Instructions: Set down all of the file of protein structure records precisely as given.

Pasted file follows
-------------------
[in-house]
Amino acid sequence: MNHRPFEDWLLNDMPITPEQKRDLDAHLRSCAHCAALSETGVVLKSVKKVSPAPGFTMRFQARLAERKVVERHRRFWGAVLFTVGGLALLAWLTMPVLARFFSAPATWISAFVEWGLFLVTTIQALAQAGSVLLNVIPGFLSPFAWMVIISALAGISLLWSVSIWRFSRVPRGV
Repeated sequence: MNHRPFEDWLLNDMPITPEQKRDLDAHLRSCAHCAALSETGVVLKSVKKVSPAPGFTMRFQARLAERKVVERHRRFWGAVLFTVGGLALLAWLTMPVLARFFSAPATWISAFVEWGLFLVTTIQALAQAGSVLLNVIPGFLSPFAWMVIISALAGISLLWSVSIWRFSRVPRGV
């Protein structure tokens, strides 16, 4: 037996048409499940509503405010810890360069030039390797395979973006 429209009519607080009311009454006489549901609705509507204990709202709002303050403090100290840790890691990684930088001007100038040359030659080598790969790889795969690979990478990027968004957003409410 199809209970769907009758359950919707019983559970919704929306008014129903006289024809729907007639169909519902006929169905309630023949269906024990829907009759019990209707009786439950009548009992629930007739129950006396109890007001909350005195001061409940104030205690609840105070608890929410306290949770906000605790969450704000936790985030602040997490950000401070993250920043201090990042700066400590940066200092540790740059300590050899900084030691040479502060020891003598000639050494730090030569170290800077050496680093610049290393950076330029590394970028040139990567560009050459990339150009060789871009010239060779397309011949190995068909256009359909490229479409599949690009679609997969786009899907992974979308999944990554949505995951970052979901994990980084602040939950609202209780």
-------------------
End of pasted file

[in-house]
Amino acid sequence: MNHRPFEDWLLNDMPITPEQKRDLDAHLRSCAHCAALSETGVVLKSVKKVSPAPGFTMRFQARLAERKVVERHRRFWGAVLFTVGGLALLAWLTMPVLARFFSAPATWISAFVEWGLFLVTTIQALAQAGSVLLNVIPGFLSPFAWMVIISALAGISLLWSVSIWRFSRVPRGV
Repeated sequence: MNHRPFEDWLLNDMPITPEQKRDLDAHLRSCAHCAALSETGVVLKSVKKVSPAPGFTMRFQARLAERKVVERHRRFWGAVLFTVGGLALLAWLTMPVLARFFSAPATWISAFVEWGLFLVTTIQALAQAGSVLLNVIPGFLSPFAWMVIISALAGISLLWSVSIWRFSRVPRGV
């Protein structure tokens, strides 16, 4: 037996048409499940509503405010810890360069030039390797395979973006 429209009519607080009311009454006489549901609705509507204990709202709002303050403090100290840790890691990684930088001007100038040359030659080598790969790889795969690979990478990027968004957003409410 199809209970769907009758359950919707019983559970919704929306008014129903006289024809729907007639169909519902006929169905309630023949269906024990829907009759019990209707009786439950009548009992629930007739129950006396109890007001909350005195001061409940104030205690609840105070608890929410306290949770906000605790969450704000936790985030602040997490950000401070993250920043201090990042700066400590940066200092540790740059300590050899900084030691040479502060020891003598000639050494730090030569170290800077050496680093610049290393950076330029590394970028040139990567560009050459990339150009060789871009010239060779397309011949190995068909256009359909490229479409599949690009679609997969786009899907992974979308999944990554949505995951970052979901994990980084602040939950609202209780």